A Chinese rover has found evidence that there was liquid water on Mars far more recently than we thought — a discovery that could affect plans to one day colonize the Red Planet.
Liquid water on Mars: Based on past research, scientists believed there was liquid water on Mars up until about 3 billion years ago — the point at which the planet’s dry “Amazonian” epoch began and the geological era before it (the “Hesperian” epoch) ended.
“Hydrated minerals and ground ice can be used as the important water resource on Mars.”Yang Liu
Understanding the history of liquid water on Mars can help us predict how much water remains on the Red Planet, in the form of ice or hydrated minerals. We might then be able to use that existing water on Mars to support crewed missions.
“One of the most important resources for human explorers is water,” lead study author Yang Liu from the Chinese Academy of Sciences (CAS) told CNN. “Hydrated minerals, which contain structural water, and ground ice can be used as the important water resource on Mars.”
What’s new? After landing on Mars in May 2021, China’s Zhurong rover began collecting data on soil samples. When researchers from CAS and the University of Copenhagen analyzed some of that data, they found evidence of water in samples that were just 700 million years old.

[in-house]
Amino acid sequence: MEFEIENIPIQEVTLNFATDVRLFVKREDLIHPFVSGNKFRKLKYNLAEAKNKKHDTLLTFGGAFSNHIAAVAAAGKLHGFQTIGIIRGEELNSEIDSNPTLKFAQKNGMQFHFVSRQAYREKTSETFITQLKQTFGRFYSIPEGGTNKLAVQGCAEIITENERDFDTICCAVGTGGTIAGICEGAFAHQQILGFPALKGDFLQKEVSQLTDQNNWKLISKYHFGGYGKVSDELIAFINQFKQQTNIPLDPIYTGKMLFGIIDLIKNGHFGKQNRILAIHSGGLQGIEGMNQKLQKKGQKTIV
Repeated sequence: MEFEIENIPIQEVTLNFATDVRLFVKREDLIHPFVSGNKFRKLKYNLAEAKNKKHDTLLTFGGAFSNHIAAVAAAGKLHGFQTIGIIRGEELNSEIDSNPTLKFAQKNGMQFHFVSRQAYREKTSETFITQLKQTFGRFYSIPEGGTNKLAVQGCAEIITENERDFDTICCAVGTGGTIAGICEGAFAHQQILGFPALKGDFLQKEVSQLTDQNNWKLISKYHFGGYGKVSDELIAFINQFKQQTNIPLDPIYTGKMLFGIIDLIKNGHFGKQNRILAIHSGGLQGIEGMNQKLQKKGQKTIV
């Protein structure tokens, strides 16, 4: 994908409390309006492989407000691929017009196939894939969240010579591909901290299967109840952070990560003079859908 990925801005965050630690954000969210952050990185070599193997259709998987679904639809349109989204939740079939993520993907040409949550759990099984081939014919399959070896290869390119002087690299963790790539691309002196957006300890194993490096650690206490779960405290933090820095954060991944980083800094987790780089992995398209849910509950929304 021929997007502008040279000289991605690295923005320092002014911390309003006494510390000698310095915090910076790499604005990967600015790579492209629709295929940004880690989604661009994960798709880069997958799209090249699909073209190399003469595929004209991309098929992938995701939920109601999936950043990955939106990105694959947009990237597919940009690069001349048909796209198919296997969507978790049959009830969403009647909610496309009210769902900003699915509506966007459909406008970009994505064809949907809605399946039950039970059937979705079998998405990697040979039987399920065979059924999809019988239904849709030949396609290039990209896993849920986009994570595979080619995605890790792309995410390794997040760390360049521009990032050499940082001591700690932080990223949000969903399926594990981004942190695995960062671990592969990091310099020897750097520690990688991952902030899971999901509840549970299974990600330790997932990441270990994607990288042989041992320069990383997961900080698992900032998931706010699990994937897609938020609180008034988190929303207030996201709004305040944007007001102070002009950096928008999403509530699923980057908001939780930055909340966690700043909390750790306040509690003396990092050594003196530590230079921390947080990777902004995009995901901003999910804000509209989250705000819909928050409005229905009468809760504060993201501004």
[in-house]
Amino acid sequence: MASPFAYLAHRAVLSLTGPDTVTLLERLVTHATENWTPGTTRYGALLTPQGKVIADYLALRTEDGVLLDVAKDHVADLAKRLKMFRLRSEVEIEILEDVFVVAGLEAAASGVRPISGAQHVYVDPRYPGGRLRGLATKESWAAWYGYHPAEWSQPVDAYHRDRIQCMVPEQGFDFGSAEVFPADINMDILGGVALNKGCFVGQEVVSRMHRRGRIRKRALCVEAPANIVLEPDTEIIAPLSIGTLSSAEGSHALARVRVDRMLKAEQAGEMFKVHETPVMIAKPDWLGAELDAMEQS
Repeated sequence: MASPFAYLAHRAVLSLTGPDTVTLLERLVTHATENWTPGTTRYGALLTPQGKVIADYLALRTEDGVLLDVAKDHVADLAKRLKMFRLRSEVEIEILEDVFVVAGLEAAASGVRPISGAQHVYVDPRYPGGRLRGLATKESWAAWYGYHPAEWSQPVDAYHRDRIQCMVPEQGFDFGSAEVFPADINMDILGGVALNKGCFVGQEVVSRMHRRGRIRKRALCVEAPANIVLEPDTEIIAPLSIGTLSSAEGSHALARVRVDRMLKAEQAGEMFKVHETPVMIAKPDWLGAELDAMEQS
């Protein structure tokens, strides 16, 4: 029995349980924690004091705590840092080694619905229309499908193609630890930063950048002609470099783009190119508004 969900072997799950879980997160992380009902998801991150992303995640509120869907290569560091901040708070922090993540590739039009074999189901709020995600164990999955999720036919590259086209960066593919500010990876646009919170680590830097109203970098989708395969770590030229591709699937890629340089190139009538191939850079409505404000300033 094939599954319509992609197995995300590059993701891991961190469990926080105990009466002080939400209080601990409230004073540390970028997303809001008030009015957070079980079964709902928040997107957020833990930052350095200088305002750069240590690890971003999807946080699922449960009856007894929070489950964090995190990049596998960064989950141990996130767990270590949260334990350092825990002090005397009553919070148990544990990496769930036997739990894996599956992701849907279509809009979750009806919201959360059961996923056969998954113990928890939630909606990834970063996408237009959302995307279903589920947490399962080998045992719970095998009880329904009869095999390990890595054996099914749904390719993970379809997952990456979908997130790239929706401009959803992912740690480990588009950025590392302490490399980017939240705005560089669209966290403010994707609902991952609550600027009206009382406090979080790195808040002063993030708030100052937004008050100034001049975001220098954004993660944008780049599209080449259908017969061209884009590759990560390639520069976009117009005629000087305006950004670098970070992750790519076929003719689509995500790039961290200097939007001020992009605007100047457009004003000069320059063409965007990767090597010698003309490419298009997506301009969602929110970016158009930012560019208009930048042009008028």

This suggests that the area being explored by the Zhurong rover — Mars’ Utopia Planitia, a plain in a huge impact crater — was home to a “substantial” amount of liquid water at a time when we thought Mars’ surface was already dried up.
Looking ahead: The data used for this study was collected during Zhurong’s first 92 Martian days (sols) of exploration. The rover has now spent 350 sols on Mars, traveling more than a mile across its surface.
The whole time it’s been collecting data that could further inform our understanding of liquid water on Mars.
“One of the major things we’ll have to find out and that I look forward to seeing from the Zhurong rover is how extensive these ‘young’ water-bearing minerals are,” Eva Scheller, a planetary scientist at CalTech, who wasn’t involved in the study, told Space. “Are they common or uncommon in these ‘young’ rocks?”
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